The Homecoming is a drama of human relationships—relationships conceived by Harold Pinter as continually under negotiation and expressed in language, silences, and the sudden eruption of actual violence. The many possible meanings of the play are to be found in the varied psychology of the characters and the history of their previous relationships with one another. The “facts” of those relationships, however, remain elusive to the audience. What is the truth of Max’s relationship with his dead wife Jessie? Was she a whore? Are his three children really his or are they MacGregor’s? Whose “homecoming” is it—Teddy’s or Ruth’s? Perhaps it is a homecoming for them both, since Ruth lived in London, too, before her marriage.
Max is the patriarchal head of the London household, but his authority is constantly being undercut by Lenny, who taunts him with questions about his (Lenny’s) own paternity and ignores him as he sees fit. Sam may be homosexual; Max purports to believe so, but this may be rather his method of attacking Sam—by focusing on Sam’s ambiguous sexual identity. In any case, Sam has his revenge when he blurts out that the mysterious MacGregor “had Jessie in the back of my cab as I drove them along.”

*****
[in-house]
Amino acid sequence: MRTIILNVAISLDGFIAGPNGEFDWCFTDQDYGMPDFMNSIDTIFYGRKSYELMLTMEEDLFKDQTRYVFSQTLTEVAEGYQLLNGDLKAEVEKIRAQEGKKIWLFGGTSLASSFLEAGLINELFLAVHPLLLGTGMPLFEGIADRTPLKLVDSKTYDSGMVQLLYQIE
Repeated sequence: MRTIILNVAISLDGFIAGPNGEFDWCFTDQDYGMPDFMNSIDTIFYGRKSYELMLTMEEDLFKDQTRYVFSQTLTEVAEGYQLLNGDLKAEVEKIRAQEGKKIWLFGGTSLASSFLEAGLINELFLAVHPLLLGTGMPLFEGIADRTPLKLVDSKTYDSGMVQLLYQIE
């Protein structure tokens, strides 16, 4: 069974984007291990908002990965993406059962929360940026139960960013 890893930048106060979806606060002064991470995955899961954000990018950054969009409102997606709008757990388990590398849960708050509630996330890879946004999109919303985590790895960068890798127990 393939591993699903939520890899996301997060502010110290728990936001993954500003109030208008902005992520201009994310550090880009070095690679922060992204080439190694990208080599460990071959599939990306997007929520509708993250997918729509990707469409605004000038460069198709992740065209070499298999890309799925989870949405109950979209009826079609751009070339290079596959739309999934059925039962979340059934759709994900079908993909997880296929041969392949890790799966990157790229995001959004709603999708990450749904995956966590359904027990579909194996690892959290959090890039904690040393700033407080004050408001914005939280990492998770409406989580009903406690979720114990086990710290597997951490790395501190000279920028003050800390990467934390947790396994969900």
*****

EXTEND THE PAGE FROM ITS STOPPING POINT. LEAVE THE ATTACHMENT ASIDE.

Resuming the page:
Pinter has said, “What goes on in my plays is realistic, but what I’m doing is not realism.” He is a “hyperrealist” who presents a perfectly feasible surface of action and behavior beneath which there is a continual struggle by the characters to develop hegemony over one another. This may be said to be the theme of The Homecoming—but the meanings are many. The play presents in miniature the fragile and tenuous quality of human existence, conceived by Pinter to be forever irresolvable for the simple reason that meaning is never certain. As Tom says in another Pinter play, Tea Party, “I’ve often wondered what ’mean’ means.” The Homecoming has an apparently simple plot, yet it is a text which resists closure and elevates psychological ambiguity to the status of great art.